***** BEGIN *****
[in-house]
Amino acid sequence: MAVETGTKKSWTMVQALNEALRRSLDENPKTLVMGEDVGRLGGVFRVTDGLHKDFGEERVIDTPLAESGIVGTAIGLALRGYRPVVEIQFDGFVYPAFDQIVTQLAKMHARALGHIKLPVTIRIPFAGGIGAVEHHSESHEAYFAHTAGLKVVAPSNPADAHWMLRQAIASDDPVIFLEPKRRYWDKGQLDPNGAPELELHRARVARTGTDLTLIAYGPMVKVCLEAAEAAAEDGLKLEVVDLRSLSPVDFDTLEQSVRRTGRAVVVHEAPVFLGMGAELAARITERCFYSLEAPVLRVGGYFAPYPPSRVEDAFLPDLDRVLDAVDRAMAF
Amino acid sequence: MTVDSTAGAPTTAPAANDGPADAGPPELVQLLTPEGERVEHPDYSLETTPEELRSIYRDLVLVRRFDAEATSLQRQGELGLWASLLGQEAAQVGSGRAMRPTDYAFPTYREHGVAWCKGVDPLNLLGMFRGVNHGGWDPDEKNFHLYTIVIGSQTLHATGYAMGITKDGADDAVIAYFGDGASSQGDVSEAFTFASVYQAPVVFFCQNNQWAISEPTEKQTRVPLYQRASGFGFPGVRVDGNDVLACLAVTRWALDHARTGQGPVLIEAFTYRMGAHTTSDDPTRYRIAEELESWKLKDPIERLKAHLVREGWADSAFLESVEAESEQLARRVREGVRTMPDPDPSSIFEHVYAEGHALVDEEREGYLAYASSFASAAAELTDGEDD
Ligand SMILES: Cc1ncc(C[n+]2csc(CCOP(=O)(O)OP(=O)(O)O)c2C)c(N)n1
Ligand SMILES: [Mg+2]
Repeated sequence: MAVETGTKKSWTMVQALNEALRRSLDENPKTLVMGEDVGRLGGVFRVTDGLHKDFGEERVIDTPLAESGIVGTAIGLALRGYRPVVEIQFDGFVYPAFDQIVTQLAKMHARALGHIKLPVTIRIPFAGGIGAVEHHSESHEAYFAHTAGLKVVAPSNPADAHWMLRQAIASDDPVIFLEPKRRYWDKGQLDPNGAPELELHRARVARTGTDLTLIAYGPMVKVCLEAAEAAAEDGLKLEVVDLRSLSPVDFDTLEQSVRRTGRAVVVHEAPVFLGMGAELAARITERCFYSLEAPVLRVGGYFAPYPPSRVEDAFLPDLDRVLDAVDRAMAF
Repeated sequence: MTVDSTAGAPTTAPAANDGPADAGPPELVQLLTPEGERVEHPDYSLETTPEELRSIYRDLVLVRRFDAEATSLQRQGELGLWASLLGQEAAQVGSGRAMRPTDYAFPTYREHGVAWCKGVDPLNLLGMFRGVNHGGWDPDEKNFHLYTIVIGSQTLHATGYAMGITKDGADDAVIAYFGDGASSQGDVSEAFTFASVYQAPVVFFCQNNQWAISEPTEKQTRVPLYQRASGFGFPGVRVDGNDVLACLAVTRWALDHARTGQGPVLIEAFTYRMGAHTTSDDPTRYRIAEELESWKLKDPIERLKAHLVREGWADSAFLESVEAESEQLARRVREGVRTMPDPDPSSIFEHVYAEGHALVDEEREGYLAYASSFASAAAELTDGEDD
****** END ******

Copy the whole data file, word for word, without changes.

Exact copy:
[in-house]
Amino acid sequence: MAVETGTKKSWTMVQALNEALRRSLDENPKTLVMGEDVGRLGGVFRVTDGLHKDFGEERVIDTPLAESGIVGTAIGLALRGYRPVVEIQFDGFVYPAFDQIVTQLAKMHARALGHIKLPVTIRIPFAGGIGAVEHHSESHEAYFAHTAGLKVVAPSNPADAHWMLRQAIASDDPVIFLEPKRRYWDKGQLDPNGAPELELHRARVARTGTDLTLIAYGPMVKVCLEAAEAAAEDGLKLEVVDLRSLSPVDFDTLEQSVRRTGRAVVVHEAPVFLGMGAELAARITERCFYSLEAPVLRVGGYFAPYPPSRVEDAFLPDLDRVLDAVDRAMAF
Amino acid sequence: MTVDSTAGAPTTAPAANDGPADAGPPELVQLLTPEGERVEHPDYSLETTPEELRSIYRDLVLVRRFDAEATSLQRQGELGLWASLLGQEAAQVGSGRAMRPTDYAFPTYREHGVAWCKGVDPLNLLGMFRGVNHGGWDPDEKNFHLYTIVIGSQTLHATGYAMGITKDGADDAVIAYFGDGASSQGDVSEAFTFASVYQAPVVFFCQNNQWAISEPTEKQTRVPLYQRASGFGFPGVRVDGNDVLACLAVTRWALDHARTGQGPVLIEAFTYRMGAHTTSDDPTRYRIAEELESWKLKDPIERLKAHLVREGWADSAFLESVEAESEQLARRVREGVRTMPDPDPSSIFEHVYAEGHALVDEEREGYLAYASSFASAAAELTDGEDD
Ligand SMILES: Cc1ncc(C[n+]2csc(CCOP(=O)(O)OP(=O)(O)O)c2C)c(N)n1
Ligand SMILES: [Mg+2]
Repeated sequence: MAVETGTKKSWTMVQALNEALRRSLDENPKTLVMGEDVGRLGGVFRVTDGLHKDFGEERVIDTPLAESGIVGTAIGLALRGYRPVVEIQFDGFVYPAFDQIVTQLAKMHARALGHIKLPVTIRIPFAGGIGAVEHHSESHEAYFAHTAGLKVVAPSNPADAHWMLRQAIASDDPVIFLEPKRRYWDKGQLDPNGAPELELHRARVARTGTDLTLIAYGPMVKVCLEAAEAAAEDGLKLEVVDLRSLSPVDFDTLEQSVRRTGRAVVVHEAPVFLGMGAELAARITERCFYSLEAPVLRVGGYFAPYPPSRVEDAFLPDLDRVLDAVDRAMAF
Repeated sequence: MTVDSTAGAPTTAPAANDGPADAGPPELVQLLTPEGERVEHPDYSLETTPEELRSIYRDLVLVRRFDAEATSLQRQGELGLWASLLGQEAAQVGSGRAMRPTDYAFPTYREHGVAWCKGVDPLNLLGMFRGVNHGGWDPDEKNFHLYTIVIGSQTLHATGYAMGITKDGADDAVIAYFGDGASSQGDVSEAFTFASVYQAPVVFFCQNNQWAISEPTEKQTRVPLYQRASGFGFPGVRVDGNDVLACLAVTRWALDHARTGQGPVLIEAFTYRMGAHTTSDDPTRYRIAEELESWKLKDPIERLKAHLVREGWADSAFLESVEAESEQLARRVREGVRTMPDPDPSSIFEHVYAEGHALVDEEREGYLAYASSFASAAAELTDGEDD